The Topic of This Month Vol.21 No.1(No.239)

Rubella, Japan, 1995-1999

Rubella is a viral exanthematous disease affecting principally children, generally of a mild nature, and its epidemics emerge from spring to early summer in Japan. If a woman is infected during an early stage of pregnancy and the fetus is infected transplacentally, rubella may sometimes be accompanied with congenital rubella syndrome (CRS) characterized by hearing loss, cataract, and heart defect. Therefore, surveillance and countermeasures for rubella are undertaken on the primary standpoint of preventing CRS. Vaccination has been ruled by the amended Preventive Vaccination Law enforced on April 1, 1995 to change from the former mandatory mass inoculation to individual inoculation upon recommendation. Routine immunization against rubella has continuously been applied, but the target has been changed from "girls at the ages of 13 to 15 years" to "children of both sexes aged >=12 months through <90 months" (hereafter referred to as merely "young children"). In the new Infectious Diseases Control Law enacted since April 1, 1999, rubella has been placed as one of the category IV infectious diseases to be reported by the pediatric sentinels and CRS as that to be notified by all physicians (see IASR, Vol. 20, No. 4).

Rubella patients: According to the incidence of rubella reported by the sentinel clinics conforming to the National Epidemiological Surveillance of Infectious Diseases (NESID) (Fig. 1), nationwide large-scale epidemics recurred almost every 5 years; in 1982, when NESID started, 1987-88, and 1992-93. Since 1994, however, no such a large-scale epidemic has occurred but there have been only localized or small-scale ones (Fig. 2). Patients per sentinel clinic (about 2,400 in the whole country) counted at the largest number in 1987, when a large-scale outbreak occurred. Since 1994, small-scale epidemics have occurred every year; particularly, 1999 ended up with the fewest cases ever reported (Table 1).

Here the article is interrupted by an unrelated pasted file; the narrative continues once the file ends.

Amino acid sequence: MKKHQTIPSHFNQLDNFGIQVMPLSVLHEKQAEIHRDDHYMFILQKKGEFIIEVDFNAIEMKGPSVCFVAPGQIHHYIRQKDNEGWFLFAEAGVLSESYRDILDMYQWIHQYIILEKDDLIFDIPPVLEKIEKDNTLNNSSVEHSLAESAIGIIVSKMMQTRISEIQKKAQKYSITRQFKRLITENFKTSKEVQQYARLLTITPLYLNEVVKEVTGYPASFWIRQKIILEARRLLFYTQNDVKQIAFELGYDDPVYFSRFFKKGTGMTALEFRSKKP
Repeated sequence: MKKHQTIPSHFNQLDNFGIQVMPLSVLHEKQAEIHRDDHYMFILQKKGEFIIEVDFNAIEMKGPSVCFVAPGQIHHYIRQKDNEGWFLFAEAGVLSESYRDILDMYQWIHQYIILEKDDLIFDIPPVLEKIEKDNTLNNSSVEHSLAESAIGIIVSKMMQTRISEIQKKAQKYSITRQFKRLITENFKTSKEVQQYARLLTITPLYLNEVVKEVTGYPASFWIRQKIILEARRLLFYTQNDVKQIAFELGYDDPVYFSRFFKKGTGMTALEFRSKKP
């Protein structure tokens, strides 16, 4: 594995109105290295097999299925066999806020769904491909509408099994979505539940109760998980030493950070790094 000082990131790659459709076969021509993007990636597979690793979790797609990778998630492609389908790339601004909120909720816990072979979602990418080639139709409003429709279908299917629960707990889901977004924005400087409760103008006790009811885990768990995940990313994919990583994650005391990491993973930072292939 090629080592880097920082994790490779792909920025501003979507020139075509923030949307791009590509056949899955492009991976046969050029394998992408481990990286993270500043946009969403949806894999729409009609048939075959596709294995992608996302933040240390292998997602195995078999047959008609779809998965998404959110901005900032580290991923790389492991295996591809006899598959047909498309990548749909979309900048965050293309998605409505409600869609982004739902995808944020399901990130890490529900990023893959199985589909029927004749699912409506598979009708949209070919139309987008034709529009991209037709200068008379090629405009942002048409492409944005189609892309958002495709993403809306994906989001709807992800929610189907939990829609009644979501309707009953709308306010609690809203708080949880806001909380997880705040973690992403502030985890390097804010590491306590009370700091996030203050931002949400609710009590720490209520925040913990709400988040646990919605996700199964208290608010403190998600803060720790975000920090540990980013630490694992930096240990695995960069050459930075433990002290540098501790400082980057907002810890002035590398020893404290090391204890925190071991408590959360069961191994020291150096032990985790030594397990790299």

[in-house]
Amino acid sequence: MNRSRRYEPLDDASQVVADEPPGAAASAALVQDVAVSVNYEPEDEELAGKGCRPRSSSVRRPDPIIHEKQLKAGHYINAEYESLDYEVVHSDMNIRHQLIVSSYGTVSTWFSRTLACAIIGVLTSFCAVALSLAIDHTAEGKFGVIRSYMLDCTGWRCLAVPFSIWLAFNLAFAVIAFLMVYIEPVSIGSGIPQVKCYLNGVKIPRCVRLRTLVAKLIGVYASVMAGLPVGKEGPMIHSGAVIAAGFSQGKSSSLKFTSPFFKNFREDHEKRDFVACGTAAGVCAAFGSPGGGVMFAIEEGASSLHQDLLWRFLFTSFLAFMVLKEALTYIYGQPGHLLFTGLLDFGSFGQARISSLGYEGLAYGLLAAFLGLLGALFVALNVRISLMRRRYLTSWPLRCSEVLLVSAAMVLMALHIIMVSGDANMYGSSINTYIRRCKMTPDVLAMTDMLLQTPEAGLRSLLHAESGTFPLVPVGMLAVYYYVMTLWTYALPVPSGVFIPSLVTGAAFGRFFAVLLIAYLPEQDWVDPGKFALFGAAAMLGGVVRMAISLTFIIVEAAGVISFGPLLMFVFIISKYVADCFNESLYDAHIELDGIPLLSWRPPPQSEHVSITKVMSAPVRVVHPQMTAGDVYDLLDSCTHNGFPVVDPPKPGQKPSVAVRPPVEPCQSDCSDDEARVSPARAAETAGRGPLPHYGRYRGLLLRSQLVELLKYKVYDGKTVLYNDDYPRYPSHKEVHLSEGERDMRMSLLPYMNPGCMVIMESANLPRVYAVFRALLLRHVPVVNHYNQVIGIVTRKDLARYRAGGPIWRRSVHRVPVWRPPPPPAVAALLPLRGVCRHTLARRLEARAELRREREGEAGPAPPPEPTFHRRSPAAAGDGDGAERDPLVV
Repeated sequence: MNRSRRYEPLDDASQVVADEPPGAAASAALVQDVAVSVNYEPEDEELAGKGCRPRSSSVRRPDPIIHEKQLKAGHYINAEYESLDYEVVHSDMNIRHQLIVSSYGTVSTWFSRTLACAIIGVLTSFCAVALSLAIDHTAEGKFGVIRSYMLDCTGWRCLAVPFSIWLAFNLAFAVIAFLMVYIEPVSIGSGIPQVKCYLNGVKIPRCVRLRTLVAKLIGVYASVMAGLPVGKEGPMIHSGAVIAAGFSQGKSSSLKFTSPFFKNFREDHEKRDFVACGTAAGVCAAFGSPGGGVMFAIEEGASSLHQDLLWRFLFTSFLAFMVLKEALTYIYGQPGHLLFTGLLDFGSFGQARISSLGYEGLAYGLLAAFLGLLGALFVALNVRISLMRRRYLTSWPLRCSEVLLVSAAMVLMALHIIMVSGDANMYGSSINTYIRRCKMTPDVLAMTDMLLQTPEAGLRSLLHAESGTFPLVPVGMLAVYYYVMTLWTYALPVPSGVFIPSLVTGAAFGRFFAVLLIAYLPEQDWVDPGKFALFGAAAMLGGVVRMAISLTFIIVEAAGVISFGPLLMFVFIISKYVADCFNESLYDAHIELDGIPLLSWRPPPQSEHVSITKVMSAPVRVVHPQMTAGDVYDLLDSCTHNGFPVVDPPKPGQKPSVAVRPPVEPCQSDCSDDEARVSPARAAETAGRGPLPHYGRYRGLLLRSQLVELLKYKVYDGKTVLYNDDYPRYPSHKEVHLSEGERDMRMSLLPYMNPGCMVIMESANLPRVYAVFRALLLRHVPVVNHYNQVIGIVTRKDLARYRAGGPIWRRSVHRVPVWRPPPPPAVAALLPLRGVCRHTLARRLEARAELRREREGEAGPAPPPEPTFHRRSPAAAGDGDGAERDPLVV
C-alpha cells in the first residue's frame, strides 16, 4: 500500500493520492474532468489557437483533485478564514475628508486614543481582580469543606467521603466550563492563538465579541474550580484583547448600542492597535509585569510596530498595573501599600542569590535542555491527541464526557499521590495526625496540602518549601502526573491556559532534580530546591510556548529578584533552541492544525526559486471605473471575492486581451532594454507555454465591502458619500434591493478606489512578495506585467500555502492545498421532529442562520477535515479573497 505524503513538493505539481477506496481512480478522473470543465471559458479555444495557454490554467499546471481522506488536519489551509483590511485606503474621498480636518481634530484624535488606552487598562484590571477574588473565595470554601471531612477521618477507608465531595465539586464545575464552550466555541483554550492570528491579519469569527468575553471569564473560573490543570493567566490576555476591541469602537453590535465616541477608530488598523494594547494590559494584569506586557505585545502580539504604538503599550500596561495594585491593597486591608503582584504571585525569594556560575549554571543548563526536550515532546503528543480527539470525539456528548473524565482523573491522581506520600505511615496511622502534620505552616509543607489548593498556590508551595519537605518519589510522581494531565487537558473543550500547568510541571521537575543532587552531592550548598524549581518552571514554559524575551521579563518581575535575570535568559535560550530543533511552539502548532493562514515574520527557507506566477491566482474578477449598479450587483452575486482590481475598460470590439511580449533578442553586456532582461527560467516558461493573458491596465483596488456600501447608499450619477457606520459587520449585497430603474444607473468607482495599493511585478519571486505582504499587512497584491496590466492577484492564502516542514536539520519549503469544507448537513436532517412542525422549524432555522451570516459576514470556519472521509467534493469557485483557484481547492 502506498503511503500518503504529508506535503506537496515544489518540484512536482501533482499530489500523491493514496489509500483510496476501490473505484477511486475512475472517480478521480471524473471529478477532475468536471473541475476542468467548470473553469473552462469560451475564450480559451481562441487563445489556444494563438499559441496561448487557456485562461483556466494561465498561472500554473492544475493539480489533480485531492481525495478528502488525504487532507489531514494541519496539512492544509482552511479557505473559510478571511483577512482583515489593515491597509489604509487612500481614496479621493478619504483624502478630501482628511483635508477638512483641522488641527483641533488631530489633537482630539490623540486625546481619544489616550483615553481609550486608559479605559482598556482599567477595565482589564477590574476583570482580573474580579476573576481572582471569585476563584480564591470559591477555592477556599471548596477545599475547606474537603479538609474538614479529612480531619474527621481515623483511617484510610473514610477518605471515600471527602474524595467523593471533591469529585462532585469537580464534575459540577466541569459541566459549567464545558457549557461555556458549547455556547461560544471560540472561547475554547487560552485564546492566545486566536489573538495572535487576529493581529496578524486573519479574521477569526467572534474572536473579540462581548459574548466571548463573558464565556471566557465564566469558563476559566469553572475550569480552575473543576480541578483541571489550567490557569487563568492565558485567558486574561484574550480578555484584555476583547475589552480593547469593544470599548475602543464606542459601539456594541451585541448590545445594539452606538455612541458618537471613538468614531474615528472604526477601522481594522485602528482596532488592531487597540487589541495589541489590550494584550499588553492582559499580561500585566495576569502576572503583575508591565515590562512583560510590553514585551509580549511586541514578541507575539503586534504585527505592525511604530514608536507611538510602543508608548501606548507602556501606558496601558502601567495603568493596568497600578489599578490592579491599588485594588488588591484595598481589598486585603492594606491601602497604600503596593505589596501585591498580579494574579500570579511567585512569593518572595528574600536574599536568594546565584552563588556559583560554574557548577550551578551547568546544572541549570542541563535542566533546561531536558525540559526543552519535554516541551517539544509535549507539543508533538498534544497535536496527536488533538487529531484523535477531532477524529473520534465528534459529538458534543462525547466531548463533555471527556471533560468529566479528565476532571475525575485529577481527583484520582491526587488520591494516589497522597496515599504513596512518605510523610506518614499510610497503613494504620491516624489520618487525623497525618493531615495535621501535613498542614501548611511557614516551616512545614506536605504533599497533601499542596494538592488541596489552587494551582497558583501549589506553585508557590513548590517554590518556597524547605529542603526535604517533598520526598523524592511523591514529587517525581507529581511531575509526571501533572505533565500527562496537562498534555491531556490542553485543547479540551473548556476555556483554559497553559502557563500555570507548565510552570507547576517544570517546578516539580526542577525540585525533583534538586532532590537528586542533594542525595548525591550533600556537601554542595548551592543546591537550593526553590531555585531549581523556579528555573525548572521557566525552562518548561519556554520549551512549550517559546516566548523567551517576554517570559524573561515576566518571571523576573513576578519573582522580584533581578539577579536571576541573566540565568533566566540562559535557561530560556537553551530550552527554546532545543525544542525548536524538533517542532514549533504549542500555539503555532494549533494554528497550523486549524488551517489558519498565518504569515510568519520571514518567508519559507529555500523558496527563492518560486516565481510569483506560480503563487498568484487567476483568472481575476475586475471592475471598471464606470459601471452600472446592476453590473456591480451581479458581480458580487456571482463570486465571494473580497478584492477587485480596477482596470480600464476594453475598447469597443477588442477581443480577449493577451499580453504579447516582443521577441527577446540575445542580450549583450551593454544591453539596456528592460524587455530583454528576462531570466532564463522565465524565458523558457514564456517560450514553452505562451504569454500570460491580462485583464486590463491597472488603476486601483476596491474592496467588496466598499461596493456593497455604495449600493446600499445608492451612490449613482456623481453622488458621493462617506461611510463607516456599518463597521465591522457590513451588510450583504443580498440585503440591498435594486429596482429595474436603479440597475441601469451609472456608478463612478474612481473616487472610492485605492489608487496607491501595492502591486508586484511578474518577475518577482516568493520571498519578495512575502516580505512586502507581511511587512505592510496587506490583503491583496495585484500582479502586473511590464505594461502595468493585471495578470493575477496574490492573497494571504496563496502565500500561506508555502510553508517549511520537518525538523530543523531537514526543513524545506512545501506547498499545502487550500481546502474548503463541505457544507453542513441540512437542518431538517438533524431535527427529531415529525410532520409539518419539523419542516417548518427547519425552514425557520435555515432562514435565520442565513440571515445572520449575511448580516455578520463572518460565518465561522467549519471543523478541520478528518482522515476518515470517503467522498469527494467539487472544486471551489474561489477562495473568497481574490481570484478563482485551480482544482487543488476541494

CRS patients: Since April 1 (as of December 15), 1999, no single CRS patient has been reported under the Infectious Diseases Control Law. The questionnaires sent to schools for the aurally handicapped (Kadoya et al., Clinical Virology, 23, 141-147, 1995) and to hospitals (Katow, Clinical Virology, 23, 148-154, 1995) in 1993 were the last nationwide surveys for CRS patients. The former found out 639 cases during 1963-92 and the latter 301 cases during 1978-93. After then, a few CRS cases were reported in association with the localized rubella epidemics in Hokkaido and elsewhere (see p. 7 of this issue). Since 1994, when rubella cases began to decrease, CRS cases may also have been decreasing.

Dendrogram of epidemic virus strains: If 25 strains of rubella virus isolated during 1966-97 are compared in the 1,441 bases of the nucleotide sequences encoding E1 protein possessing a hemagglutinating activity, the strains isolated during each epidemic period are found to form a cluster on the dendrogram. This indicates that the prevailing virus strain alternates whenever a nationwide epidemic occurs (Sanogo et al., 47th Cong. Jpn. Soc. Virol., 1999). Even so, since there is little change in the antigenicity, the today's vaccine strain might not cause any problem in its efficacy.